Water Resources Management

, Volume 21, Issue 7, pp 1075–1090

Uncertainty Matters: Computer Models at the Science–Policy Interface

  • Marcela Brugnach
  • Andrew Tagg
  • Florian Keil
  • Wim J. de Lange
Article

DOI: 10.1007/s11269-006-9099-y

Cite this article as:
Brugnach, M., Tagg, A., Keil, F. et al. Water Resour Manage (2007) 21: 1075. doi:10.1007/s11269-006-9099-y

Abstract

The use of computer models offers a general and flexible framework that can help to deal with some of the complexities and difficulties associated with the development of water management plans as prescribed by the Water Framework Directive. However, despite the advantages modelling presents, the integration of information derived from models into policy is far away from being trivial or the norm. Part of the difficulties of this integration is rooted in the lack of confidence policy makers have on the incorporation of modelling information into policy formulation. In this paper we examine the reasons for this apparent lack of confidence and explore how some tools, presently in use, address this problem. We conclude that public confidence in models is highly dependent on the way uncertainties are addressed and suggest possible directions of action to improve the current situation. Four real case studies illustrate how computer models have been used in The Netherlands for carrying out management plans at regional and national scale. We suggest that the solution to integrate modelling information into policy formulation lies on both the modelling and the policy-making communities.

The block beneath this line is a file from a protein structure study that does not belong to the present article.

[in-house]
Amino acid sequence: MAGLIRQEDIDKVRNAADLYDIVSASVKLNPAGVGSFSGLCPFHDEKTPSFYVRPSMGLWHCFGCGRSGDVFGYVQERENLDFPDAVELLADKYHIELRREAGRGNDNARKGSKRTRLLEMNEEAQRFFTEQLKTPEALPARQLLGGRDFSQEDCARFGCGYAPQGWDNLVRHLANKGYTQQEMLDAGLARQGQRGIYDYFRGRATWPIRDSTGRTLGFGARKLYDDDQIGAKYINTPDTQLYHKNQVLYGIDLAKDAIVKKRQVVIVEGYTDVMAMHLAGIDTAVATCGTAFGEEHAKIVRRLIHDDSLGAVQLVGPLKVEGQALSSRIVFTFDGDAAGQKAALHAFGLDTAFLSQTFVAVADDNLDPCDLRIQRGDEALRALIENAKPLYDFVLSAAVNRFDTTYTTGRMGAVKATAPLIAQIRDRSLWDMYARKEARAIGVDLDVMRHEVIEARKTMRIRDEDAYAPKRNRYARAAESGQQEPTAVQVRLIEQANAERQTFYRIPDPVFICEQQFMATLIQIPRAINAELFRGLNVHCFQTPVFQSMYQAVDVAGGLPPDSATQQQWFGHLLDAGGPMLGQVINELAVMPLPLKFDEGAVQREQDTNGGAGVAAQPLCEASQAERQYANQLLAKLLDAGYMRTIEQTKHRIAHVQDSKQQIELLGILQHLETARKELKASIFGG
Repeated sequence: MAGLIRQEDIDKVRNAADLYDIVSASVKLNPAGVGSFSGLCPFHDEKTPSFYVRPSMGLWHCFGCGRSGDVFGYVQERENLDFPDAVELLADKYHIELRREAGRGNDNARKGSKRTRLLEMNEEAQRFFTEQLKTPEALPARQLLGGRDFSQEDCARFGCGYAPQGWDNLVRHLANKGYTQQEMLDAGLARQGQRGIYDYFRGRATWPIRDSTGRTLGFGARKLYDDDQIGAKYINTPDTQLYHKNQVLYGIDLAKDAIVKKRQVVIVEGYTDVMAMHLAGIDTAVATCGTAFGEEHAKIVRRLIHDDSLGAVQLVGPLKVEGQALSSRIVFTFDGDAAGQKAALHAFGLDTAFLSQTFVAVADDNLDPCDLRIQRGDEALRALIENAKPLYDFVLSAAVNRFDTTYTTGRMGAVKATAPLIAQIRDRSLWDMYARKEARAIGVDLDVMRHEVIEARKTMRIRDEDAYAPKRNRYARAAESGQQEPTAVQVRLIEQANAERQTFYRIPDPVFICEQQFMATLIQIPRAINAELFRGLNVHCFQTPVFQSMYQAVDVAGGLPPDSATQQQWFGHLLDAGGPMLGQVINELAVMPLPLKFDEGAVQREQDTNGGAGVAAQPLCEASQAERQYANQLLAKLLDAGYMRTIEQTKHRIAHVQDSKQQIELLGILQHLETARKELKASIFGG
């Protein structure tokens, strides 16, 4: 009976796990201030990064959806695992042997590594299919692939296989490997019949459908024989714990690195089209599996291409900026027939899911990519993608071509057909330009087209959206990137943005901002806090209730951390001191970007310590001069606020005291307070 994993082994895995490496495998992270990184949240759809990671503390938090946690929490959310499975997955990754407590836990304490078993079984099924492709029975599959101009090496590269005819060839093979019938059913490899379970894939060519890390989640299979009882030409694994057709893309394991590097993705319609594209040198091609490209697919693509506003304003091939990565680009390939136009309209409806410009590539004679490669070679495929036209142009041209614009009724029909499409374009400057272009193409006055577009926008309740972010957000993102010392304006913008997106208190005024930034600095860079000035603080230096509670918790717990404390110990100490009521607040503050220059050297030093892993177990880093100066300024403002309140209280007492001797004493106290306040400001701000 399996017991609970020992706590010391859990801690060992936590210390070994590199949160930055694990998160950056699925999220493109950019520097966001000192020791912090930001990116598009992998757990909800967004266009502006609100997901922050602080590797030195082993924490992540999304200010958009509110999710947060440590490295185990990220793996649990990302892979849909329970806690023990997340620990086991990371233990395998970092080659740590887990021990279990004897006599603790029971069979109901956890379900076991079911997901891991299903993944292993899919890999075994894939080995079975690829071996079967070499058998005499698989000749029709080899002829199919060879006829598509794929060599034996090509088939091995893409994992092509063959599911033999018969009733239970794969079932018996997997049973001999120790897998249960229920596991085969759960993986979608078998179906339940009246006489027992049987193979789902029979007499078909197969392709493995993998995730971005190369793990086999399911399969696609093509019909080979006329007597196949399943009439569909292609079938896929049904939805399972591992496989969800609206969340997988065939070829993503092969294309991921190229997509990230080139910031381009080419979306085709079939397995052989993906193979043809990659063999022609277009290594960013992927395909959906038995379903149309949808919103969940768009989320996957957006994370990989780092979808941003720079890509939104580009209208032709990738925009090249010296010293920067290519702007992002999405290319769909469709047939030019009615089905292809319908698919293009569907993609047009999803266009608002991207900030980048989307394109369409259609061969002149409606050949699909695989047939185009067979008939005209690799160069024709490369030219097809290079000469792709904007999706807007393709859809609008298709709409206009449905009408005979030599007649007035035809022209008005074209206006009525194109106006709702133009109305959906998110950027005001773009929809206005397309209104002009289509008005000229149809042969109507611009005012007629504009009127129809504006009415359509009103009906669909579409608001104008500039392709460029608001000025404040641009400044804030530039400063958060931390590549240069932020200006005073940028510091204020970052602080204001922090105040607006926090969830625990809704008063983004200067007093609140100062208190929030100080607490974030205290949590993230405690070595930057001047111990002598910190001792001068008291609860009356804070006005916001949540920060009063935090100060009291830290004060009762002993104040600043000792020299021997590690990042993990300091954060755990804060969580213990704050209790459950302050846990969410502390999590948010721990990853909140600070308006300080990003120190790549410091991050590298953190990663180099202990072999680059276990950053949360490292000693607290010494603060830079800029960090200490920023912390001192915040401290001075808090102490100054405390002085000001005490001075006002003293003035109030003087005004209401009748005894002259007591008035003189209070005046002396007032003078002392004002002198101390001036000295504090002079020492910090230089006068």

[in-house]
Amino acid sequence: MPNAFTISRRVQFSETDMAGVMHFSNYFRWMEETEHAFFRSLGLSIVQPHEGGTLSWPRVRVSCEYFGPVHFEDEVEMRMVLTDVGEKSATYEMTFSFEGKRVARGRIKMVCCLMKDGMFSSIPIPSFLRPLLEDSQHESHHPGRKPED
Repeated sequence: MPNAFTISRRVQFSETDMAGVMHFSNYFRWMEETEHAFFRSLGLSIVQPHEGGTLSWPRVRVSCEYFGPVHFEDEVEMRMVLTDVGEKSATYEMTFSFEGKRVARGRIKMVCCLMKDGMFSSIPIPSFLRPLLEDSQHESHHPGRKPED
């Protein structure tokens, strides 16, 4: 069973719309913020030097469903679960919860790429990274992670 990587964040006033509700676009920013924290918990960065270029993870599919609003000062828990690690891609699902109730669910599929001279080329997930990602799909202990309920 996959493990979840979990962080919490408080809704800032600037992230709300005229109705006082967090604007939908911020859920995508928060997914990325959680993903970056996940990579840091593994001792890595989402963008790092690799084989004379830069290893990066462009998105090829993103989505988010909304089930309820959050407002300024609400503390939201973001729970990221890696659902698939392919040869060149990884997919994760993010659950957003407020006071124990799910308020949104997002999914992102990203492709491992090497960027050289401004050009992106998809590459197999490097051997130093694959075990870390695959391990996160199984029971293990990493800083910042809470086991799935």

Key words

water framework directive integrated management model uncertainty model confidence participatory modelling science policy interface 

Copyright information

© Springer Science+Business Media, Inc. 2006

Authors and Affiliations

  • Marcela Brugnach
    • 1
  • Andrew Tagg
    • 2
  • Florian Keil
    • 3
  • Wim J. de Lange
    • 4
  1. 1.Institute of Environmental Systems ResearchUniversity of OsnabrückOsnabrückGermany
  2. 2.HR Wallingford Ltd.WallingfordUK
  3. 3.Institute for Social–Ecological Research ISOEFrankfurt am MainGermany
  4. 4.National Institute for Inland Water Management and Waste Water Treatment, RWS–RIZALelystadThe Netherlands